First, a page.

Brokerage Capacity Management Best Practices
US retail brokerage firms are poised to handle increased trading volumes thanks to redesigned trading systems.
The first quarter of 2006 saw US retail trading volumes finally surpass 2000 levels. This comeback was six years in the making, but retail brokerage firms were ready for this increase in trading activity, because they have spent the last three to four years streamlining their IT infrastructures in order to have a more flexible, scalable, and cost-effective system. However, as trading volumes increase, capacity is again a concern of the major retail brokerage firms.
In a new report, , Celent provides insight into what leading brokerage firms and brokerage service firms are doing to ensure that they have sufficient capacity at an acceptable price. The report examines how firms have architected systems that maximize flexibility, adaptability, speed to market, and reliability, all while being extremely cost-effective.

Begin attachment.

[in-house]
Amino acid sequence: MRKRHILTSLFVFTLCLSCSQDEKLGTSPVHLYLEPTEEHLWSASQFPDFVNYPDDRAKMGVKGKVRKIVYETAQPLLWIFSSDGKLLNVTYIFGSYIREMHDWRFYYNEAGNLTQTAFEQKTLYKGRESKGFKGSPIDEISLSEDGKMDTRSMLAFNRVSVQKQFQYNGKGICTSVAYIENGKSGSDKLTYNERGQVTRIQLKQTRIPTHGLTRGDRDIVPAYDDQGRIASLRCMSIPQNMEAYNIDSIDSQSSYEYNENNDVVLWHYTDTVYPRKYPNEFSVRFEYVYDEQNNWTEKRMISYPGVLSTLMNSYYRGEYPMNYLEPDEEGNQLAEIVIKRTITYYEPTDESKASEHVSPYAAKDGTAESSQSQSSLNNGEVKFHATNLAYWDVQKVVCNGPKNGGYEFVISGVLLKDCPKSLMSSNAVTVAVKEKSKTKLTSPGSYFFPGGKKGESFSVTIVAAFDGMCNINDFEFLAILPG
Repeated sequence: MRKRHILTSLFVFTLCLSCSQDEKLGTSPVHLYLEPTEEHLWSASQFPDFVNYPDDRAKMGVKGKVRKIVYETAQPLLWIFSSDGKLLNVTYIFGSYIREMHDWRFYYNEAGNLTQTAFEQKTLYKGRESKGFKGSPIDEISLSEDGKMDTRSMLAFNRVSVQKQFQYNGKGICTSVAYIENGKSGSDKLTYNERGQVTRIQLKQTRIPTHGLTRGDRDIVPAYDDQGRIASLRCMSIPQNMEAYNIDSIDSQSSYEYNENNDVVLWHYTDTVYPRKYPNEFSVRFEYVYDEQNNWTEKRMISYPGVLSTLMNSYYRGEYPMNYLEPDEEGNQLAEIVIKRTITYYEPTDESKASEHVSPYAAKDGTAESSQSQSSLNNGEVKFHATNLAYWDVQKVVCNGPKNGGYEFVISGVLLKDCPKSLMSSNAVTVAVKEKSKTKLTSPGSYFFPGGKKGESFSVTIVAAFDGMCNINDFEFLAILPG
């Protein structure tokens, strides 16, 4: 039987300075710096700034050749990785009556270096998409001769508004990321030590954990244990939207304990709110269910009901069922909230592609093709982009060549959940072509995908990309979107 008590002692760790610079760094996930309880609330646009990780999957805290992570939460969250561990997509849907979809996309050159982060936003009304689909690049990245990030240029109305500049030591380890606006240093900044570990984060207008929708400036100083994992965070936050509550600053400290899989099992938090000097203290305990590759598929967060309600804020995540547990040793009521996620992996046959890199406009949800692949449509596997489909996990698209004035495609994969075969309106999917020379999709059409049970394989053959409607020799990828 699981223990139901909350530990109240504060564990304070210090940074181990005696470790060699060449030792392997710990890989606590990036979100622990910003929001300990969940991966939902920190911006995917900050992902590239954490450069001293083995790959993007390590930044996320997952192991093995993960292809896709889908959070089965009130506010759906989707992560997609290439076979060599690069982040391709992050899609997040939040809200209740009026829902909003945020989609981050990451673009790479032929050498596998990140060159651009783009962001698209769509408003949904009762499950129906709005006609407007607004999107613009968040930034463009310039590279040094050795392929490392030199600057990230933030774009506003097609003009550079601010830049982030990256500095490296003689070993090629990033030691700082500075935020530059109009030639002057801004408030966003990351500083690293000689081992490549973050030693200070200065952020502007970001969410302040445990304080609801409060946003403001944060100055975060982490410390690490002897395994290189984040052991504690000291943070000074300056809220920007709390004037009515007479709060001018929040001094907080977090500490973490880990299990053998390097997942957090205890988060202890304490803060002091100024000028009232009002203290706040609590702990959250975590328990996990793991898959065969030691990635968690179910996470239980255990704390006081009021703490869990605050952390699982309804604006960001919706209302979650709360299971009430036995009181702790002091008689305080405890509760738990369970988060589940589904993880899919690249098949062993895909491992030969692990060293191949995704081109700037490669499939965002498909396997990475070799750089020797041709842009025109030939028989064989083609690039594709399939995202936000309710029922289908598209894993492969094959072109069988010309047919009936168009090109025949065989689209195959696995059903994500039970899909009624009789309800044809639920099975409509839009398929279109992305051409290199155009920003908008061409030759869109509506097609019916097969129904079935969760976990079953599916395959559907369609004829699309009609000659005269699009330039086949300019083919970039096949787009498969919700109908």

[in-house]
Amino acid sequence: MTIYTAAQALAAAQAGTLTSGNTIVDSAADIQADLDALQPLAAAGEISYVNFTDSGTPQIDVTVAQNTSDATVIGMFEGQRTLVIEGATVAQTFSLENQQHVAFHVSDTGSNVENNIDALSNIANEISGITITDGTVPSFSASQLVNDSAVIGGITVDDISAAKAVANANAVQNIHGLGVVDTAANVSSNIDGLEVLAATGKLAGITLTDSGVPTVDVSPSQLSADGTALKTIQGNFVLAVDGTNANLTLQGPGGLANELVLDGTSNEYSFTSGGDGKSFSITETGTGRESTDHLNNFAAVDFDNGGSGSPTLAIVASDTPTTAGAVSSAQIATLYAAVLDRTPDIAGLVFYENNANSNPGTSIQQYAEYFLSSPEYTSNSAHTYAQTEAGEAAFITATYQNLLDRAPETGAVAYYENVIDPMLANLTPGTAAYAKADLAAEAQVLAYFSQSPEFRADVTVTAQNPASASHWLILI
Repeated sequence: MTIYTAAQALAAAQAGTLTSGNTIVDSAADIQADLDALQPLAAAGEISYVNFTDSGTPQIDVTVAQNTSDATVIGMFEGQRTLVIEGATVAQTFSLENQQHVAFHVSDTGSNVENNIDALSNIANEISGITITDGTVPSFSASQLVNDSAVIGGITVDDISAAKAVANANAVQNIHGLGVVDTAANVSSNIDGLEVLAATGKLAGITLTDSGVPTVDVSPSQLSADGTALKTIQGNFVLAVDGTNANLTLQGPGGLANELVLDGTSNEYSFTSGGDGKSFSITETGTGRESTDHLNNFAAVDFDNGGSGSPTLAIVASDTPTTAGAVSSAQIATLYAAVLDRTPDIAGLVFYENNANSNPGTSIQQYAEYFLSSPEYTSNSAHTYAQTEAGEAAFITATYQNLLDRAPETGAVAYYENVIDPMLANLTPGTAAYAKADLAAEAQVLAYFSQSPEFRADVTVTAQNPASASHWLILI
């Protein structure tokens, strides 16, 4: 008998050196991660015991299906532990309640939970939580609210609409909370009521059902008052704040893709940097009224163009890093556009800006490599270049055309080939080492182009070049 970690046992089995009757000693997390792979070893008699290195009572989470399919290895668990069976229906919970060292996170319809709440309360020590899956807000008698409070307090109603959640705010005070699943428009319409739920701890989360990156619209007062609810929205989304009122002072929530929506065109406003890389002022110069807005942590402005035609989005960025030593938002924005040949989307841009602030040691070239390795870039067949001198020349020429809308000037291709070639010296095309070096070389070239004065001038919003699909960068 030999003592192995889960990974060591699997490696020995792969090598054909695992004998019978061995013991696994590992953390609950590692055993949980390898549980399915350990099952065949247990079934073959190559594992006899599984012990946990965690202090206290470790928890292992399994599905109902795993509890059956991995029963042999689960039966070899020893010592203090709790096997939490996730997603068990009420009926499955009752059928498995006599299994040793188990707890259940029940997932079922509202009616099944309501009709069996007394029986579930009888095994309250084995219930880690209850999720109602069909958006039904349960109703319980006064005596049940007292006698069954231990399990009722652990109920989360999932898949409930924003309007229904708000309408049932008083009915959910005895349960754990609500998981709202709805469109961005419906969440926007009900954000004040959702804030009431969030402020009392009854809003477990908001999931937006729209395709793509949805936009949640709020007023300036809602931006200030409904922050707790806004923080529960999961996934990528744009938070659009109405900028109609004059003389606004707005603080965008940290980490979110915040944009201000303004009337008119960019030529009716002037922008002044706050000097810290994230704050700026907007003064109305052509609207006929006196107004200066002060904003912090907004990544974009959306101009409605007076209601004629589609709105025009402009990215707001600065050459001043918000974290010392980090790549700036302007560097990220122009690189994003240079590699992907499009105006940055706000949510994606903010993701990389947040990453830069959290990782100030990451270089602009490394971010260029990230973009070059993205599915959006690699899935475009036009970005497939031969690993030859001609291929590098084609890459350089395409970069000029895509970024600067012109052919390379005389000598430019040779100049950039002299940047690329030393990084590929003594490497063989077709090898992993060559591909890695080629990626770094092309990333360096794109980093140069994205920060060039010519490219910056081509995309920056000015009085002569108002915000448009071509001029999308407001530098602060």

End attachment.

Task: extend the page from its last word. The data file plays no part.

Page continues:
"Brokerage firms learned their lesson after the crash of 2000," says Lauren Bender, Manager of Celent's Retail Securities & Investments group and author of the report. "They cannot afford to build and maintain bloated systems that only break even at high trading volumes, they must build for flexibility so that as trading volumes change, they can scale up or down quickly and easily in response."
Companies covered include ADP, BEA, Charles Schwab, E*TRADE, IBM, ICICI Bank, Merrill Lynch, and TD Ameritrade.
The 34-page report contains 11 charts. A table of contents is available online.Members of Celent's Retail Securities & Investments research services can download the report electronically by clicking on the icon to the left. Non-members should contact email@example.com for more information.